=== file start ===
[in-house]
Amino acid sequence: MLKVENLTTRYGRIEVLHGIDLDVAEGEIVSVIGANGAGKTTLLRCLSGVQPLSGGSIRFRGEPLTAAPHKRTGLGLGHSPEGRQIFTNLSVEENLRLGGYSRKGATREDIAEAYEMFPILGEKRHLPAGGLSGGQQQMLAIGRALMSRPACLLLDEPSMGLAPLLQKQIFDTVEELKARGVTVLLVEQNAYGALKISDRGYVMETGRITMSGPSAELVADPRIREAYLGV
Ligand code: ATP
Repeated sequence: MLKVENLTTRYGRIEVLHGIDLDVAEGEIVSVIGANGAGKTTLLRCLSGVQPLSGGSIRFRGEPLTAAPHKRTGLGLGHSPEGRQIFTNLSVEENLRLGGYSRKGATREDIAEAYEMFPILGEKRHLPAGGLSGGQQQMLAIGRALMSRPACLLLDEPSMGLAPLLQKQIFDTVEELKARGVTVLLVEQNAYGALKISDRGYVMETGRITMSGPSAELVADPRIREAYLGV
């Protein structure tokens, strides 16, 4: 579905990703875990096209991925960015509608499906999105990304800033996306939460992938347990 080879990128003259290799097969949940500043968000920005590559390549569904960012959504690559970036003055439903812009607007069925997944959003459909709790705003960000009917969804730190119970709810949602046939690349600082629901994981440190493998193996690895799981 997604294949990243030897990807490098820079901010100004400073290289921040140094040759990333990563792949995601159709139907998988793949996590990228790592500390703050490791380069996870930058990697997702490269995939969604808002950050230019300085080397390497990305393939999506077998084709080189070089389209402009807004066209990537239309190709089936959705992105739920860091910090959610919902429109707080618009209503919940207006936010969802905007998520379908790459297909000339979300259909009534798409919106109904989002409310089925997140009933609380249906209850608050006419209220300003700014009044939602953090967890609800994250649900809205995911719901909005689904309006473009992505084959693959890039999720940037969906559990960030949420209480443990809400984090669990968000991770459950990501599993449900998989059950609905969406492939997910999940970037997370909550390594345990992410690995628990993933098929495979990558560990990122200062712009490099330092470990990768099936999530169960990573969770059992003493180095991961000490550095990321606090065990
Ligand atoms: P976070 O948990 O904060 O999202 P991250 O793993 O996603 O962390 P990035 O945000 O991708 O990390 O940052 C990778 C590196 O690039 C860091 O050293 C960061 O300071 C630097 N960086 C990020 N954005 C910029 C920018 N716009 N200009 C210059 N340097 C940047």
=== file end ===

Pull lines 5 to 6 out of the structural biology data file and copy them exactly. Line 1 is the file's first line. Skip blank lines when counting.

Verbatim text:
């Protein structure tokens, strides 16, 4: 579905990703875990096209991925960015509608499906999105990304800033996306939460992938347990 080879990128003259290799097969949940500043968000920005590559390549569904960012959504690559970036003055439903812009607007069925997944959003459909709790705003960000009917969804730190119970709810949602046939690349600082629901994981440190493998193996690895799981 997604294949990243030897990807490098820079901010100004400073290289921040140094040759990333990563792949995601159709139907998988793949996590990228790592500390703050490791380069996870930058990697997702490269995939969604808002950050230019300085080397390497990305393939999506077998084709080189070089389209402009807004066209990537239309190709089936959705992105739920860091910090959610919902429109707080618009209503919940207006936010969802905007998520379908790459297909000339979300259909009534798409919106109904989002409310089925997140009933609380249906209850608050006419209220300003700014009044939602953090967890609800994250649900809205995911719901909005689904309006473009992505084959693959890039999720940037969906559990960030949420209480443990809400984090669990968000991770459950990501599993449900998989059950609905969406492939997910999940970037997370909550390594345990992410690995628990993933098929495979990558560990990122200062712009490099330092470990990768099936999530169960990573969770059992003493180095991961000490550095990321606090065990
Ligand atoms: P976070 O948990 O904060 O999202 P991250 O793993 O996603 O962390 P990035 O945000 O991708 O990390 O940052 C990778 C590196 O690039 C860091 O050293 C960061 O300071 C630097 N960086 C990020 N954005 C910029 C920018 N716009 N200009 C210059 N340097 C940047």